NEW YORK (Reuters) - Oil markets are bracing for a reshuffle of global trade flows as China threatens to impose tit-for-tat tariffs on imports of U.S. energy products, including crude.
China, which has bought an average 330,000 barrels per day (bpd) of U.S. crude oil this year, is threatening to place a 25 percent tariff on various U.S. commodity exports, including crude oil, although it is so far unclear when such a measure would come in place.
The decision came in response to U.S. President Donald Trump saying he was pushing ahead with hefty tariffs on $50 billion of Chinese imports.
And it triggered an aggressive response by Trump, who on Monday threatened to slap a 10 percent tariff on $200 billion of Chinese goods in addition to the import duties previously announced.
The tariffs could restrict the flow of U.S. barrels going to China - a business now worth almost $1 billion per month
About 14 million barrels of U.S. crude are set to arrive in China in July, which would be the highest monthly figure on record, according to Thomson Reuters flows data.
An import duty would make U.S. oil less competitive than other crudes, almost certainly resulting in a sharp fall of Chinese purchases, forcing U.S. oil firms to find other buyers.
In the first three months of this year, U.S. crude made up around 5 percent of China’s total crude imports, according to Chinese customs data. [O/CHINA1]
“It’ll take the (U.S. oil) industry a few months to find new outlets,” said Scott Shelton, a broker at ICAP in Durham, adding that U.S. crude flows to Europe and the Mediterranean will likely pick up.
(For graphic on U.S. vs international oil prices, click reut.rs/2M7us7P)
Outside China, however, WTI remains near a $10 per barrel discount to Brent CL-LCO1=R.
Many traders expect this discount to widen further should the flow of U.S. oil to China slow, meaning that other producers would have to deal with high volumes of cheap American oil becoming available in other big markets, including Europe.
China, in turn, is likely to replace the U.S. oil with increased purchases from top suppliers Russia and Saudi Arabia.
Saudi and Russia are already pushing for an increase in production at a meeting of The Organization of the Petroleum Exporting Countries (OPEC) this week.
“I think it would create a carousel affect where China then buys more alternate grades and other importers buy more U.S. grades,” a U.S.-based trader with a global merchant said.
(For graphic on U.S. crude oil exports to China, click reut.rs/2JXqcaa)
The United States, where oil production C-OUT-T-EIA has risen by almost a third in the last two years to a weekly record of 10.9 million bpd C-OUT-T-EIA, relies heavily on exports to maintain market balance.
Billions of dollars worth of infrastructure projects are currently underway to facilitate exports further, with China at the center of export growth forecasts.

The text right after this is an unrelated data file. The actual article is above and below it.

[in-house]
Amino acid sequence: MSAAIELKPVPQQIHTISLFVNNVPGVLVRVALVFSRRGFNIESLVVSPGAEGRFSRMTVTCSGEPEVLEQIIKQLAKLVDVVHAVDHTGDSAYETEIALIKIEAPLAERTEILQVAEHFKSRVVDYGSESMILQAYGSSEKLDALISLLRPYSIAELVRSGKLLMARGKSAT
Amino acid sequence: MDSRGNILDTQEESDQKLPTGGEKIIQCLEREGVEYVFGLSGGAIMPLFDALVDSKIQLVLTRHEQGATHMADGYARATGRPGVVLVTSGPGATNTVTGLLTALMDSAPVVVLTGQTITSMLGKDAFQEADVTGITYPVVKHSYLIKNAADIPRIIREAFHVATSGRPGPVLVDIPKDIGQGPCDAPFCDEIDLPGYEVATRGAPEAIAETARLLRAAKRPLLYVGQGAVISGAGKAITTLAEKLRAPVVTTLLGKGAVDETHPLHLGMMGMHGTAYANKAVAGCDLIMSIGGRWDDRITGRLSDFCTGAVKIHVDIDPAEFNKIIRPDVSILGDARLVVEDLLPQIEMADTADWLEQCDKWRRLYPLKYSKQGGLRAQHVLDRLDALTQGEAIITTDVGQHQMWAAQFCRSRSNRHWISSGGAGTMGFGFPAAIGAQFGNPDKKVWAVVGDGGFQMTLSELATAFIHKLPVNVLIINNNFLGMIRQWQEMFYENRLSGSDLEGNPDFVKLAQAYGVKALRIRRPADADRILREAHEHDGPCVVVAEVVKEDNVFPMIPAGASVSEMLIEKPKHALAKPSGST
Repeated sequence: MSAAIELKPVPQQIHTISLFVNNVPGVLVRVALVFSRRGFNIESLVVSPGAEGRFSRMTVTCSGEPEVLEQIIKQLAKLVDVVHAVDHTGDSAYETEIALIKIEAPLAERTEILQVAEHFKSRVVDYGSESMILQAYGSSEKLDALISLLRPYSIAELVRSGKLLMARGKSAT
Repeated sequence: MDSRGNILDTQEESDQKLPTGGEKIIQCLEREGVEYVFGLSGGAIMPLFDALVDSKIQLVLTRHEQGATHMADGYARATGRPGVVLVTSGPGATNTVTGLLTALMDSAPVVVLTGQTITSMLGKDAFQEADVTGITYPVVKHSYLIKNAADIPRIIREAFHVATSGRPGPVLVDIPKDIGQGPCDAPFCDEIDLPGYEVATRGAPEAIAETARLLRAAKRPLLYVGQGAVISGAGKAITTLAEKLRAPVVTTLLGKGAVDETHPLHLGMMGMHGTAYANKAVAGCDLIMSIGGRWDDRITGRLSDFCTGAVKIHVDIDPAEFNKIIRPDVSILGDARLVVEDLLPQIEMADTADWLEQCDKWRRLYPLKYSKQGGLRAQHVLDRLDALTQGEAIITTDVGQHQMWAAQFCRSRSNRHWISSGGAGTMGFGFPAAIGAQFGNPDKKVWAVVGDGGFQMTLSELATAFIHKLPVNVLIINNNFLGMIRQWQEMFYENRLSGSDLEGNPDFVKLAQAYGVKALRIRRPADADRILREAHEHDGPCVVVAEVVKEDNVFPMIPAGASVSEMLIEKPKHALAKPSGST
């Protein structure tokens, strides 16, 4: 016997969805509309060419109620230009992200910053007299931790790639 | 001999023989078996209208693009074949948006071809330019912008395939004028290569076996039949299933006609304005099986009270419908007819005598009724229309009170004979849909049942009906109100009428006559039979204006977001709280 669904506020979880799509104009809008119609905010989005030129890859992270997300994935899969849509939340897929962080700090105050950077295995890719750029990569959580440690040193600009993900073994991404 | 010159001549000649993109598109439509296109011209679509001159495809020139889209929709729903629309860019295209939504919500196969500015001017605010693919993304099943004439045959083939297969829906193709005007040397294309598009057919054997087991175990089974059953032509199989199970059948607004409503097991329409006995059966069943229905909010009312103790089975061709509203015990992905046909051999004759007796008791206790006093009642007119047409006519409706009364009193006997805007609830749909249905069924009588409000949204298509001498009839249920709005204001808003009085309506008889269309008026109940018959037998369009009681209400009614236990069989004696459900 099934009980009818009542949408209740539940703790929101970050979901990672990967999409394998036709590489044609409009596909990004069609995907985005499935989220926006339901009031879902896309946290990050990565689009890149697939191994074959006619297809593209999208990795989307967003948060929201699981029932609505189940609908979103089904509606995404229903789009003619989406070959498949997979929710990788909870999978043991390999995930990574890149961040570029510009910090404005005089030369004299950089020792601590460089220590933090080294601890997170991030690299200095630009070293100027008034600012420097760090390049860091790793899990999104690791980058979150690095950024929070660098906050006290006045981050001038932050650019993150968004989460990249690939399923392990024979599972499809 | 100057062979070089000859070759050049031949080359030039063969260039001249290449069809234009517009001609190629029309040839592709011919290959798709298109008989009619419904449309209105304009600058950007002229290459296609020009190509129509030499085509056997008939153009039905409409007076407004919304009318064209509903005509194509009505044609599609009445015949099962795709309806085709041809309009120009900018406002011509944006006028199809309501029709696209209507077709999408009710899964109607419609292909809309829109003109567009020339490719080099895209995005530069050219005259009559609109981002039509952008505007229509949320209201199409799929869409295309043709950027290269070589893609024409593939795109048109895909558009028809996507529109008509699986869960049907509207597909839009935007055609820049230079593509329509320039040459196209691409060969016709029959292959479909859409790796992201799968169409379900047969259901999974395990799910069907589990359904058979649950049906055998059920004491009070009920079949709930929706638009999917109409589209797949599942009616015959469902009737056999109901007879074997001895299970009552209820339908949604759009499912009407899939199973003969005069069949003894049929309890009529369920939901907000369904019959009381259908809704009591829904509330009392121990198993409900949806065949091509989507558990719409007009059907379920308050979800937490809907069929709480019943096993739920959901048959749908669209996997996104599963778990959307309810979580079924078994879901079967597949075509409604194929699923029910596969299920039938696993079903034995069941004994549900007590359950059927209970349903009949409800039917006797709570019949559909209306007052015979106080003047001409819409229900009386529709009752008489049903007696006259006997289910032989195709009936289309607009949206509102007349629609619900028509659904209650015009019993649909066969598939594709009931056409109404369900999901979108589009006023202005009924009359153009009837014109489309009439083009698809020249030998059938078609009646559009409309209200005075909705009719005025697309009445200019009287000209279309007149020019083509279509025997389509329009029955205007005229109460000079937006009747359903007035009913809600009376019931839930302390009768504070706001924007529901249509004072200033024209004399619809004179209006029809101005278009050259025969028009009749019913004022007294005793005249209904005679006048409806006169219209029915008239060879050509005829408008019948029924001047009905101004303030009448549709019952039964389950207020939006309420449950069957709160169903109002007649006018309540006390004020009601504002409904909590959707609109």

“Port of Corpus Christi is at the gateway to global markets and certainly to China ... at the end of the day, we are all looking at the long game, which is, we will be selling more energy to China,” said Sean Strawbridge, chief executive of the Port of Corpus Christi Authority in Texas.
“I’m sure the political headwinds will subside so we’re not being deterred today, we’re not losing our focus on continuing to develop the needed infrastructure.”
Exports surged to an unprecedented 1.76 million bpd in April from 1.67 million bpd in March.
European countries, including Italy and the Netherlands, accounted for the bulk of the increase in April U.S. crude exports.
Some traders expect U.S. barrels to get trapped if the dispute between the world’s two biggest economies turns into a fully blown trade war, which in turn would force own the price of U.S. crude even further.
“There is going to be a sales lull that will keep these barrels trapped and the widening of the spread that we see will persist and get worse before it gets better,” said John Kilduff, partner at Again Capital LLC in New York.
For China, the world’s biggest importer of crude oil, relatively higher Brent prices means oil would become more expensive. [CRU/WAF]
This would put Chinese refiners at a disadvantage, said John Coleman, senior analyst of North American crude markets at Wood Mackenzie.
As the trade dispute between Washington and Beijing heats up, the world’s top oil producers are set to gather in Vienna, Austria, on June 22 to set global output strategy.
Producer group OPEC, which is effectively led by Saudi Arabia, has been withholding supplies since 2017 to prop up prices together with non-OPEC members like top producer Russia.
Russia and Saudi Arabia are both pushing for an increase in output to make up for losses in supplies in Venezuela as well as looming U.S. sanctions against Iran.
Russia’s flagship Urals crude oil is one of the grades preferred by China’s independent refiners, known as teapots.
Middle East flows to Asian countries such as India have also picked up over the past two months as Brent's premium over the Dubai benchmark DUB-EFS-1M has widened.
Middle East light grades such as Murban, therefore, would now have an even easier time finding a home in China, traders said.
Overall, however, traders do not expect serious supply shortfalls to result from Chinese crude tariffs against the United States.
“The world’s an awfully big place, consuming an awful lot of oil, so you may not have it that much harder for to go elsewhere,” said Spencer Dale, chief economist at oil major BP.
“You may see some differences in ... oil flows (but) I don’t see it, at the moment, as a source of major disruption ... Some of that oil which would’ve been supplied by U.S. into China will go elsewhere,” he added.
Reporting by Devika Krishna Kumar and Ayenat Mersie in NEW YORK; Additional reporting by Henning Gloystein and Florence Tan in SINGAPORE, Olga Yagova in MOSCOW and Amanda Cooper in LONDON; editing by David Evans and Diane Craft
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